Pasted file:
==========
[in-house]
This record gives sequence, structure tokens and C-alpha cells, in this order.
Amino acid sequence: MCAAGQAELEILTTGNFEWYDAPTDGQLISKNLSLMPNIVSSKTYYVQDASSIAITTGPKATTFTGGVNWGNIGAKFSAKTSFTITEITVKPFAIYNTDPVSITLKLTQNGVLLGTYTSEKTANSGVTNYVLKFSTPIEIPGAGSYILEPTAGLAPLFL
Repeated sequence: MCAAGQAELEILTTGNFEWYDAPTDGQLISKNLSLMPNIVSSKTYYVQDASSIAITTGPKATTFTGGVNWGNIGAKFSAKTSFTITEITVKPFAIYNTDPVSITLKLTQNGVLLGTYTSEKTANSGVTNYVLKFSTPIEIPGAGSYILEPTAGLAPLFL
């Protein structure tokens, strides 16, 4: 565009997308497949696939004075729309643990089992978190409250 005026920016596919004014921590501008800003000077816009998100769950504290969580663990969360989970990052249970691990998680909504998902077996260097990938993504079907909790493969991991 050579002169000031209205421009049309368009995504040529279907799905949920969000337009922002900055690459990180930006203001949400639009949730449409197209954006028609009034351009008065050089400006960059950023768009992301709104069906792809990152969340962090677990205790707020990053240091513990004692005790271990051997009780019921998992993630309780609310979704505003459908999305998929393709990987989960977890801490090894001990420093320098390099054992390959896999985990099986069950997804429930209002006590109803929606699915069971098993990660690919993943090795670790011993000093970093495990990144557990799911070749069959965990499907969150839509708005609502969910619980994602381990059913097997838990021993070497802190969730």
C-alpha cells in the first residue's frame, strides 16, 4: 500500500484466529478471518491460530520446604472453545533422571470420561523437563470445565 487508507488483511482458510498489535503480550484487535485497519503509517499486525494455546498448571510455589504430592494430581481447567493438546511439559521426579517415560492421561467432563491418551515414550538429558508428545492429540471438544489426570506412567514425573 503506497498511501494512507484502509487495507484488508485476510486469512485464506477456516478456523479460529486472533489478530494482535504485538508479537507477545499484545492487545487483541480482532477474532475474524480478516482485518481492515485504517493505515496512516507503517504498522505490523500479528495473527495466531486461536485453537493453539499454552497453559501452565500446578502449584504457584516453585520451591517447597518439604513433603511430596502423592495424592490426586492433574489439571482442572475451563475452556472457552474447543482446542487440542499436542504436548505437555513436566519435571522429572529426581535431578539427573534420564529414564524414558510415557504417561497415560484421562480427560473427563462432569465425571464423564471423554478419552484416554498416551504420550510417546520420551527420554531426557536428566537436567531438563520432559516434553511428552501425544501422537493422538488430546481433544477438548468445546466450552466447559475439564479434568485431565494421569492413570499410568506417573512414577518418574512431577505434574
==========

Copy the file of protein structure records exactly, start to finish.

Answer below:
[in-house]
This record gives sequence, structure tokens and C-alpha cells, in this order.
Amino acid sequence: MCAAGQAELEILTTGNFEWYDAPTDGQLISKNLSLMPNIVSSKTYYVQDASSIAITTGPKATTFTGGVNWGNIGAKFSAKTSFTITEITVKPFAIYNTDPVSITLKLTQNGVLLGTYTSEKTANSGVTNYVLKFSTPIEIPGAGSYILEPTAGLAPLFL
Repeated sequence: MCAAGQAELEILTTGNFEWYDAPTDGQLISKNLSLMPNIVSSKTYYVQDASSIAITTGPKATTFTGGVNWGNIGAKFSAKTSFTITEITVKPFAIYNTDPVSITLKLTQNGVLLGTYTSEKTANSGVTNYVLKFSTPIEIPGAGSYILEPTAGLAPLFL
């Protein structure tokens, strides 16, 4: 565009997308497949696939004075729309643990089992978190409250 005026920016596919004014921590501008800003000077816009998100769950504290969580663990969360989970990052249970691990998680909504998902077996260097990938993504079907909790493969991991 050579002169000031209205421009049309368009995504040529279907799905949920969000337009922002900055690459990180930006203001949400639009949730449409197209954006028609009034351009008065050089400006960059950023768009992301709104069906792809990152969340962090677990205790707020990053240091513990004692005790271990051997009780019921998992993630309780609310979704505003459908999305998929393709990987989960977890801490090894001990420093320098390099054992390959896999985990099986069950997804429930209002006590109803929606699915069971098993990660690919993943090795670790011993000093970093495990990144557990799911070749069959965990499907969150839509708005609502969910619980994602381990059913097997838990021993070497802190969730």
C-alpha cells in the first residue's frame, strides 16, 4: 500500500484466529478471518491460530520446604472453545533422571470420561523437563470445565 487508507488483511482458510498489535503480550484487535485497519503509517499486525494455546498448571510455589504430592494430581481447567493438546511439559521426579517415560492421561467432563491418551515414550538429558508428545492429540471438544489426570506412567514425573 503506497498511501494512507484502509487495507484488508485476510486469512485464506477456516478456523479460529486472533489478530494482535504485538508479537507477545499484545492487545487483541480482532477474532475474524480478516482485518481492515485504517493505515496512516507503517504498522505490523500479528495473527495466531486461536485453537493453539499454552497453559501452565500446578502449584504457584516453585520451591517447597518439604513433603511430596502423592495424592490426586492433574489439571482442572475451563475452556472457552474447543482446542487440542499436542504436548505437555513436566519435571522429572529426581535431578539427573534420564529414564524414558510415557504417561497415560484421562480427560473427563462432569465425571464423564471423554478419552484416554498416551504420550510417546520420551527420554531426557536428566537436567531438563520432559516434553511428552501425544501422537493422538488430546481433544477438548468445546466450552466447559475439564479434568485431565494421569492413570499410568506417573512414577518418574512431577505434574